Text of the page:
Prior to flying, I printed off a 3-4 sentence explanation of IC and cut them into ten slips. I highlighted the section that explains that people with IC can sometimes feel the need to urinate 50-60 times a day. I booked all of my seats at the back of the plane as close to the restroom as possible (and picked aisle seats). I learned after my flights that when you book your plane tickets you can mark a section under "disability" so that there is a record in the computer that you have a medical disability. Some online airlines have blank fields where you can fill in the disease.
Immediately upon entering the plane, I would smile at the first flight attendant that I saw and I would hand out one or two of the strips and ask if they could read it while they were getting ready for take-off. The response to this was varied: some flight attendants gave me extra special attention during the flight (and alerted both the pilot and the other flight attendants of my condition); personally thanking me for the print out and hoping that my flight was ok; asking what my paperwork "implied" and then crumpling the paperwork and handing it back to me; to flight attendants offering ice chips instead of a drink so I stayed hydrated. In general I had more positive and supportive flight attendants than negative ones, but I did have a confidence about the flight (and the possibility of being delayed on the runway) knowing that I had proactively alerted the crew to my potential special needs. One flight attendant even walked out with me into the airport and said that with the new FAA regulations that I had done a good thing by alerting them ahead of time because it could be an issue to use the restroom when the seatbelt sign was lit. Another flight attendant stated that because it was a medical condition that had to comply but I needed to know that if I walked around the plane when the seatbelt sign was on that the airplane could not be held liable if I fell during turbulence, etc.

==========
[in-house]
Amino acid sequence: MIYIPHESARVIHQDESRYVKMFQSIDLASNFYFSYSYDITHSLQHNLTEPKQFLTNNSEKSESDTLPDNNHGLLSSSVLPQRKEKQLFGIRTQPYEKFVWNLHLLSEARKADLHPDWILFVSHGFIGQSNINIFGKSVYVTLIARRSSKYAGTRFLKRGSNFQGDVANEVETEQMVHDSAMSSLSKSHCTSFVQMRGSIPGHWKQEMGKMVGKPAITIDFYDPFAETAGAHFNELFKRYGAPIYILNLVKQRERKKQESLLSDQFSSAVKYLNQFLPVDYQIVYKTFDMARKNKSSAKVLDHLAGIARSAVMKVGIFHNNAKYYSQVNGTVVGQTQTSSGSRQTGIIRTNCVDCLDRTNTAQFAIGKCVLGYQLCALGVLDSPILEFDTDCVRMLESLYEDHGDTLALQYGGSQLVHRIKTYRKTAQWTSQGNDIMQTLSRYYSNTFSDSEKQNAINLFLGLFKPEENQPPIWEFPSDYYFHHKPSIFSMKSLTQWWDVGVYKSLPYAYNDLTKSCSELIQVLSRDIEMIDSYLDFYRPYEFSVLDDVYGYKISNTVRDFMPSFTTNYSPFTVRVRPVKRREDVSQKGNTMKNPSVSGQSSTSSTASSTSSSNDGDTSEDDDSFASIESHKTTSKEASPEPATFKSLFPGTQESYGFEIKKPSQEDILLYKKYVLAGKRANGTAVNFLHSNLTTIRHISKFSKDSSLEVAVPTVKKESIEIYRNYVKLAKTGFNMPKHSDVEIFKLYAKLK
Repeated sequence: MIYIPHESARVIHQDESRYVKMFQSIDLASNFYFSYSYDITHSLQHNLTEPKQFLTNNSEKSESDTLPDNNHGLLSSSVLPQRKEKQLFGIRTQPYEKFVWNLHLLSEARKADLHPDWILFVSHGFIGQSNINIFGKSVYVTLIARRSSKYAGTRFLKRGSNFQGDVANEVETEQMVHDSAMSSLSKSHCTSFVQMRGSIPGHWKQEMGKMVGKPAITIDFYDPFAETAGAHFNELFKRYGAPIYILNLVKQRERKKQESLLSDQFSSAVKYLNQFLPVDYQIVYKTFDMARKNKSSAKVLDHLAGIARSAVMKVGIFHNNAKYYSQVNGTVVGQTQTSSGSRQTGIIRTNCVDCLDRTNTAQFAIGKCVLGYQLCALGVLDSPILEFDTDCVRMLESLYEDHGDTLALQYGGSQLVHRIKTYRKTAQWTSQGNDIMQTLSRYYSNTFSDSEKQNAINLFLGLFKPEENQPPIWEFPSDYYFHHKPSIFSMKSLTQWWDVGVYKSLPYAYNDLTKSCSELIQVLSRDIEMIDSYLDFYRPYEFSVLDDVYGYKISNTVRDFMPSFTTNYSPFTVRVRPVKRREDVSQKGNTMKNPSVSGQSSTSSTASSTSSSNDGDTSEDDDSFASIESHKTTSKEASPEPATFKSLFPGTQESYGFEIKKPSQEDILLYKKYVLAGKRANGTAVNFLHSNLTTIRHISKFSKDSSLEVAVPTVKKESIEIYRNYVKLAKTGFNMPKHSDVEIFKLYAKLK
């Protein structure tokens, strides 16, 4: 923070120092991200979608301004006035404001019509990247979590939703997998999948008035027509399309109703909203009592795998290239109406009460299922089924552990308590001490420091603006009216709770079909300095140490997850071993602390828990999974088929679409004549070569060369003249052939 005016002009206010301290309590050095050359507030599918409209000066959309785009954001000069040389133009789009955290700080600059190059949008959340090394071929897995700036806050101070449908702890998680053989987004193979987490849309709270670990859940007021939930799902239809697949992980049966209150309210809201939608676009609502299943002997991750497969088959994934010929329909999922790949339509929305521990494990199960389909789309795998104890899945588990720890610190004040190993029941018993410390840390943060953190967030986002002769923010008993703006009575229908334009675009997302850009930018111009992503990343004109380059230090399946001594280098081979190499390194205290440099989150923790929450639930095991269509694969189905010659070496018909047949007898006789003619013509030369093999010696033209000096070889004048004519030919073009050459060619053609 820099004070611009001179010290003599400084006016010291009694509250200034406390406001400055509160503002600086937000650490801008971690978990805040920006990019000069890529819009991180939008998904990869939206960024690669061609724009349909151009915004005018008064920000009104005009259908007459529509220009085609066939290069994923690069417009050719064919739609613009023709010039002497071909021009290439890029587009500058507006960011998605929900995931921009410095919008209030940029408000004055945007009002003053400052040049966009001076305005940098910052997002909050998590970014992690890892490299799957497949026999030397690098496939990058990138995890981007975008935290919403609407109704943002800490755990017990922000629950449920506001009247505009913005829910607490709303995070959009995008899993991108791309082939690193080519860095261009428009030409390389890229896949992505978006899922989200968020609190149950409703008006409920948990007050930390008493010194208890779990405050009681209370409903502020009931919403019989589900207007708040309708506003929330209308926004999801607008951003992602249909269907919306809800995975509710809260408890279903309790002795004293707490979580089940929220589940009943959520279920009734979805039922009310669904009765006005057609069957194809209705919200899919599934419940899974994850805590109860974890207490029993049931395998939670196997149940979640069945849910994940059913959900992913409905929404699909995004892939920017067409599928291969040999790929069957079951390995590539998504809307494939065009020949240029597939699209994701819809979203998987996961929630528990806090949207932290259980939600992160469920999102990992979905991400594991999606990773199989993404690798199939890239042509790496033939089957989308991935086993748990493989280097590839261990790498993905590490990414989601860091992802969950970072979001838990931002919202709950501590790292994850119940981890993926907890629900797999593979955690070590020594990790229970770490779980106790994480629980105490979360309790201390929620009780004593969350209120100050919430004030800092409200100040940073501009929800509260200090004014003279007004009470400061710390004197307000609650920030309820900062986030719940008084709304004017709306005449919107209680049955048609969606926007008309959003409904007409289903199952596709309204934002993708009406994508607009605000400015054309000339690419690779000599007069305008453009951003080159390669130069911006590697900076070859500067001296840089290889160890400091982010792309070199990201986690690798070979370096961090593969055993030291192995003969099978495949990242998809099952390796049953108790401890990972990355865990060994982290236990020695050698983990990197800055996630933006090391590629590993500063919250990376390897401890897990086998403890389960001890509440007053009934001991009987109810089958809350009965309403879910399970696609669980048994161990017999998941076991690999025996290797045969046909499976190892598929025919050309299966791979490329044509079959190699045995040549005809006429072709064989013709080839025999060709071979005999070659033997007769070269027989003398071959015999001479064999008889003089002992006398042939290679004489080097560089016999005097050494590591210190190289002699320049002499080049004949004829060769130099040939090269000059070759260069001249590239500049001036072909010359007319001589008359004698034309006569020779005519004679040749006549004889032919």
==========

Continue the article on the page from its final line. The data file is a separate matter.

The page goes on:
Overall I am thrilled to report that I am one step further to being a "normal" person. I will always be an advocate for those of us walking around (and traveling) with hidden diseases. May your travel be as good as mine.